Forking a JVM

In ASF, Java on 2010-05-27 by Jukka Zitting Tagged: , , , ,

The thread model of Java is pretty good and works well for many use cases, but every now and then you need a separate process for better isolation of certain computations. For example in Apache Tika we’re looking for a way to avoid OutOfMemoryErrors or JVM crashes caused by faulty libraries or troublesome input data.

In C and many other programming languages the straightforward way to achieve this is to fork separate processes for such tasks. Unfortunately Java doesn’t support the concept of a fork (i.e. creating a copy of a running process). Instead, all you can do is to start up a completely new process. To create a mirror copy of your current process you’d need to start a new JVM instance with a recreated classpath and make sure that the new process reaches a state where you can get useful results from it. This is quite complicated and typically depends on predefined knowledge of what your classpath looks like. Certainly not something for a simple library to do when deployed somewhere inside a complex application server.

But there’s another way! The latest Tika trunk now contains an early version of a fork feature that allows you to start a new JVM for running computations with the classes and data that you have in your current JVM instance. This is achieved by copying a few supporting class files to a temporary directory and starting the “child JVM” with only those classes. Once started, the supporting code in the child JVM establishes a simple communication protocol with the parent JVM using the standard input and output streams. You can then send serialized data and processing agents to the child JVM, where they will be deserialized using a special class loader that uses the communication link to access classes and other resources from the parent JVM.

My code is still far from production-ready, but I believe I’ve already solved all the tricky parts and everything seems to work as expected. Perhaps this code should go into an Apache Commons component, since it seems like it would be useful also to other projects beyond Tika. Initial searching didn’t bring up other implementations of the same idea, but I wouldn’t be surprised if there are some out there. Pointers welcome.


13 Responses to “Forking a JVM”

  1. Very cool trick. The contents of the classpath variable as well as the JAVA_HOME can be extracted from system properties, which I have done in the past, but it sounds like this can do that & more.

  2. That’s a clever idea. So far we encapsulated problematic 3rd party libraries within services and used socket communication for data exchange. If your idea will enable controlling the separate library from within Java and maybe speed up communication this would be great. I’m quite interested on this project and could offer some help.

  3. Reminds me of “mobile code” in JINI, you might even “simply” fire up a JavaSpace and write the thing you want to get done as an entry, getting notified when done. This may be too much, I don’t know.

    You may want to take a look at the River project in ASF’s Incubator.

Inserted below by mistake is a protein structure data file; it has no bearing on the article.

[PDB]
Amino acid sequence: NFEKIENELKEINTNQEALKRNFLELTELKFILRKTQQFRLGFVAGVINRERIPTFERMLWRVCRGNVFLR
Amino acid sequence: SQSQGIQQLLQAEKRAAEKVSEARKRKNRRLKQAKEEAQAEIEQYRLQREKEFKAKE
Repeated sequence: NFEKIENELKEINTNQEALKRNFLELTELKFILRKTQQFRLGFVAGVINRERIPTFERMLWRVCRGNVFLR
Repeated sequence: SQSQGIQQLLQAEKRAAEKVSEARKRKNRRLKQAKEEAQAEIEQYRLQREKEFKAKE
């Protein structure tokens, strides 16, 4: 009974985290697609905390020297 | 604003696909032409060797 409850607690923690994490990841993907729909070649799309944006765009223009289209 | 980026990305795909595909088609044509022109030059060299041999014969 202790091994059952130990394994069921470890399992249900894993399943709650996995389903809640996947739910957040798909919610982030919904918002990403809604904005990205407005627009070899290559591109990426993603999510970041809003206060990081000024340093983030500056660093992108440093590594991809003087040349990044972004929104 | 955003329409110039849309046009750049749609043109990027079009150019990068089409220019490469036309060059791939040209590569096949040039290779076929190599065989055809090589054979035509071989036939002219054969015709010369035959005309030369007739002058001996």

4. That is good news!
    I complained about crashing JVMs due to errors during content extraction in another post of yours, and I’d love think that correlation is causation in this case. Please don’t destroy my illusion. :)

    Btw., I found that re-building the classpath is non-trivial if you plan to include all classes of a servlet container in the classpath, not just the WEB-INF/lib directory. I did that once to isolate a lucene based web-crawler.

  5. Oh yes please push this in commmons

  6. It is very similar with hadoop’s tasktraker implementation. TaskTracker will copy classes or jar to a working directory and then fork a child jvm. And the parent jvm can communicate with child jvm using hadoop’s own IPC.

  7. Can we fork jvm to solve lack of heap memory issues

  8. A very interesting post, but can you please also describe how to fork a separate child JVM?

  9. Hi,

    Clever framework but might I stongly suggest repaying the stderr output in a separate thread to avoid all sorts of nast deadlocks? You can ensure that it does when the server does, and is run as a daemon, etc…



  10. Sorry, “relaying” not “repaying”, and “it [the thread] exits” not “it does”! Fingers a long way behind my brain today… %-P



  11. Hi,

    With your patch, the memory footprint looks to be smaller. I saw when the JVM spawns a new process that the Java Heap Space was doubled, which could be avoided by communicating with a daemon that’s already running.

    I had memory issues with HBase on my dev system with only 1G of RAM (which is not recommended). See for more details.

    Caused by: Cannot run program “chmod”: error=12, Cannot allocate memory
    at java.lang.ProcessBuilder.start(
    at org.apache.hadoop.util.Shell.runCommand(

    It would be interested to integrate your approach in the org.apache.hadoop.fs.RawLocalFileSystem.execCommand method, wich is performing some file manipulations (chmod for instance). This has been reported here:

  12. Thanks for the Hadoop reference! We were just discussing a similar issue in and I filed to address this in Tika. I also commented on HADOOP-5059. Perhaps this is something that all these projects could work together on?

  13. Thanks you much!
    Your article very inspired me yesterday when I was trying to find solution which would provides ability of creating safe and resource limitable environment for a plugins and a hosted applications.
    There was a several ways to resolve such task, but your idea combines a comformable and easy way on interaction between host and client side.

    If you interested in, here the source code of solution:

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